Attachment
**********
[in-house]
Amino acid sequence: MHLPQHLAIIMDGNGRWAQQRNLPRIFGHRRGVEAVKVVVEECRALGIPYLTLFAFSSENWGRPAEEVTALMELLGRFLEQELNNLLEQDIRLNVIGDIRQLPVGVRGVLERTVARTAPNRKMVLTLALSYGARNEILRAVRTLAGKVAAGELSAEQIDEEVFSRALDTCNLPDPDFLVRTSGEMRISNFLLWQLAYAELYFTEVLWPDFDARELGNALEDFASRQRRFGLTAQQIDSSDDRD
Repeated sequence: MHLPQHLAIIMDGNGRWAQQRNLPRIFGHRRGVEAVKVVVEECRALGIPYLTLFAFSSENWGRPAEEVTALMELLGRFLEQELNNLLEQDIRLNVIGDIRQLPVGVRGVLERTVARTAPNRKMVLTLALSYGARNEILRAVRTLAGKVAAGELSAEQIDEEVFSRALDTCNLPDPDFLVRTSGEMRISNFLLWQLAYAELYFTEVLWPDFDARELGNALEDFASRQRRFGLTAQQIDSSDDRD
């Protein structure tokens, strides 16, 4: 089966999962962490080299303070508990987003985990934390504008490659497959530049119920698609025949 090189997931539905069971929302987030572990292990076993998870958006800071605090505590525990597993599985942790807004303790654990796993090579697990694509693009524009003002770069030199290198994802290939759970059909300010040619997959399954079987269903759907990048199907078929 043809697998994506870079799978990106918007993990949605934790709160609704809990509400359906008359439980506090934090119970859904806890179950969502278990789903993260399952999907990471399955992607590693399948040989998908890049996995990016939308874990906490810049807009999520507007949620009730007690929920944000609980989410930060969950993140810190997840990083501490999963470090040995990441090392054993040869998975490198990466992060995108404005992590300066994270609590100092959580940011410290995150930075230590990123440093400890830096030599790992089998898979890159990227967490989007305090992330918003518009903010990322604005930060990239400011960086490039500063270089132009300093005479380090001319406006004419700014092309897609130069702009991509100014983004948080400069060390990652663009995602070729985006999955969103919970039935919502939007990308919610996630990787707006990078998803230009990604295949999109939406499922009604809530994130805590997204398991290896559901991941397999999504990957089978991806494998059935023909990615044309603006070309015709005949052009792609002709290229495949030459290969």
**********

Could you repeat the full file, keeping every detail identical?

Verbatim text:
[in-house]
Amino acid sequence: MHLPQHLAIIMDGNGRWAQQRNLPRIFGHRRGVEAVKVVVEECRALGIPYLTLFAFSSENWGRPAEEVTALMELLGRFLEQELNNLLEQDIRLNVIGDIRQLPVGVRGVLERTVARTAPNRKMVLTLALSYGARNEILRAVRTLAGKVAAGELSAEQIDEEVFSRALDTCNLPDPDFLVRTSGEMRISNFLLWQLAYAELYFTEVLWPDFDARELGNALEDFASRQRRFGLTAQQIDSSDDRD
Repeated sequence: MHLPQHLAIIMDGNGRWAQQRNLPRIFGHRRGVEAVKVVVEECRALGIPYLTLFAFSSENWGRPAEEVTALMELLGRFLEQELNNLLEQDIRLNVIGDIRQLPVGVRGVLERTVARTAPNRKMVLTLALSYGARNEILRAVRTLAGKVAAGELSAEQIDEEVFSRALDTCNLPDPDFLVRTSGEMRISNFLLWQLAYAELYFTEVLWPDFDARELGNALEDFASRQRRFGLTAQQIDSSDDRD
């Protein structure tokens, strides 16, 4: 089966999962962490080299303070508990987003985990934390504008490659497959530049119920698609025949 090189997931539905069971929302987030572990292990076993998870958006800071605090505590525990597993599985942790807004303790654990796993090579697990694509693009524009003002770069030199290198994802290939759970059909300010040619997959399954079987269903759907990048199907078929 043809697998994506870079799978990106918007993990949605934790709160609704809990509400359906008359439980506090934090119970859904806890179950969502278990789903993260399952999907990471399955992607590693399948040989998908890049996995990016939308874990906490810049807009999520507007949620009730007690929920944000609980989410930060969950993140810190997840990083501490999963470090040995990441090392054993040869998975490198990466992060995108404005992590300066994270609590100092959580940011410290995150930075230590990123440093400890830096030599790992089998898979890159990227967490989007305090992330918003518009903010990322604005930060990239400011960086490039500063270089132009300093005479380090001319406006004419700014092309897609130069702009991509100014983004948080400069060390990652663009995602070729985006999955969103919970039935919502939007990308919610996630990787707006990078998803230009990604295949999109939406499922009604809530994130805590997204398991290896559901991941397999999504990957089978991806494998059935023909990615044309603006070309015709005949052009792609002709290229495949030459290969």